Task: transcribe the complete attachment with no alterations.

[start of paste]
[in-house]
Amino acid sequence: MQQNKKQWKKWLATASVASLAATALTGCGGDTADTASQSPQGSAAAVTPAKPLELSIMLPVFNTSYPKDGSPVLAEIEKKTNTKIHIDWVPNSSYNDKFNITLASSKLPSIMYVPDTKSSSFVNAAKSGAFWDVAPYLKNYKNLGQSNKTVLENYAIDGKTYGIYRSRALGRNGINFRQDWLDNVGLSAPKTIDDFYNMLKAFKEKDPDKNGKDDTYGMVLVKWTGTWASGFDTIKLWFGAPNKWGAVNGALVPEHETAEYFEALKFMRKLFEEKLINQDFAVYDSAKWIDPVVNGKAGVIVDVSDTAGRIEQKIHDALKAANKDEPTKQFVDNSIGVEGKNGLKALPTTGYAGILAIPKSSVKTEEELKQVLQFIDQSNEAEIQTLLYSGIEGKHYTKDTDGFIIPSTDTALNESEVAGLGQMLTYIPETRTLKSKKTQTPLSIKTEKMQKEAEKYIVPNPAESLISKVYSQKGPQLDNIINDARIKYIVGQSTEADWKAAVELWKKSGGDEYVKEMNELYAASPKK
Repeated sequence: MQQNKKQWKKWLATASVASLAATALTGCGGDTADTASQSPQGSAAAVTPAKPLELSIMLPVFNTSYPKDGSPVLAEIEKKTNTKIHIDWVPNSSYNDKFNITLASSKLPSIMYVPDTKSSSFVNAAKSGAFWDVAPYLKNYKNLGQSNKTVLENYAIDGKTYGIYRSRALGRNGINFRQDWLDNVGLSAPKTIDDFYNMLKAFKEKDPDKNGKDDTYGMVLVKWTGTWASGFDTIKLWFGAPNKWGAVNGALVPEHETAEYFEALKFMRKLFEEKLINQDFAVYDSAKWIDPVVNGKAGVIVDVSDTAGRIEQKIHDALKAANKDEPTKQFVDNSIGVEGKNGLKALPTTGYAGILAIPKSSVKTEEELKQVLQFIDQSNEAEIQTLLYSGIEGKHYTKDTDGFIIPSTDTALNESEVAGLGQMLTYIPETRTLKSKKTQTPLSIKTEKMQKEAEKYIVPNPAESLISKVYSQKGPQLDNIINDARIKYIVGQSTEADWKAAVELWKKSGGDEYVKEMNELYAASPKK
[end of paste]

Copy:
[in-house]
Amino acid sequence: MQQNKKQWKKWLATASVASLAATALTGCGGDTADTASQSPQGSAAAVTPAKPLELSIMLPVFNTSYPKDGSPVLAEIEKKTNTKIHIDWVPNSSYNDKFNITLASSKLPSIMYVPDTKSSSFVNAAKSGAFWDVAPYLKNYKNLGQSNKTVLENYAIDGKTYGIYRSRALGRNGINFRQDWLDNVGLSAPKTIDDFYNMLKAFKEKDPDKNGKDDTYGMVLVKWTGTWASGFDTIKLWFGAPNKWGAVNGALVPEHETAEYFEALKFMRKLFEEKLINQDFAVYDSAKWIDPVVNGKAGVIVDVSDTAGRIEQKIHDALKAANKDEPTKQFVDNSIGVEGKNGLKALPTTGYAGILAIPKSSVKTEEELKQVLQFIDQSNEAEIQTLLYSGIEGKHYTKDTDGFIIPSTDTALNESEVAGLGQMLTYIPETRTLKSKKTQTPLSIKTEKMQKEAEKYIVPNPAESLISKVYSQKGPQLDNIINDARIKYIVGQSTEADWKAAVELWKKSGGDEYVKEMNELYAASPKK
Repeated sequence: MQQNKKQWKKWLATASVASLAATALTGCGGDTADTASQSPQGSAAAVTPAKPLELSIMLPVFNTSYPKDGSPVLAEIEKKTNTKIHIDWVPNSSYNDKFNITLASSKLPSIMYVPDTKSSSFVNAAKSGAFWDVAPYLKNYKNLGQSNKTVLENYAIDGKTYGIYRSRALGRNGINFRQDWLDNVGLSAPKTIDDFYNMLKAFKEKDPDKNGKDDTYGMVLVKWTGTWASGFDTIKLWFGAPNKWGAVNGALVPEHETAEYFEALKFMRKLFEEKLINQDFAVYDSAKWIDPVVNGKAGVIVDVSDTAGRIEQKIHDALKAANKDEPTKQFVDNSIGVEGKNGLKALPTTGYAGILAIPKSSVKTEEELKQVLQFIDQSNEAEIQTLLYSGIEGKHYTKDTDGFIIPSTDTALNESEVAGLGQMLTYIPETRTLKSKKTQTPLSIKTEKMQKEAEKYIVPNPAESLISKVYSQKGPQLDNIINDARIKYIVGQSTEADWKAAVELWKKSGGDEYVKEMNELYAASPKK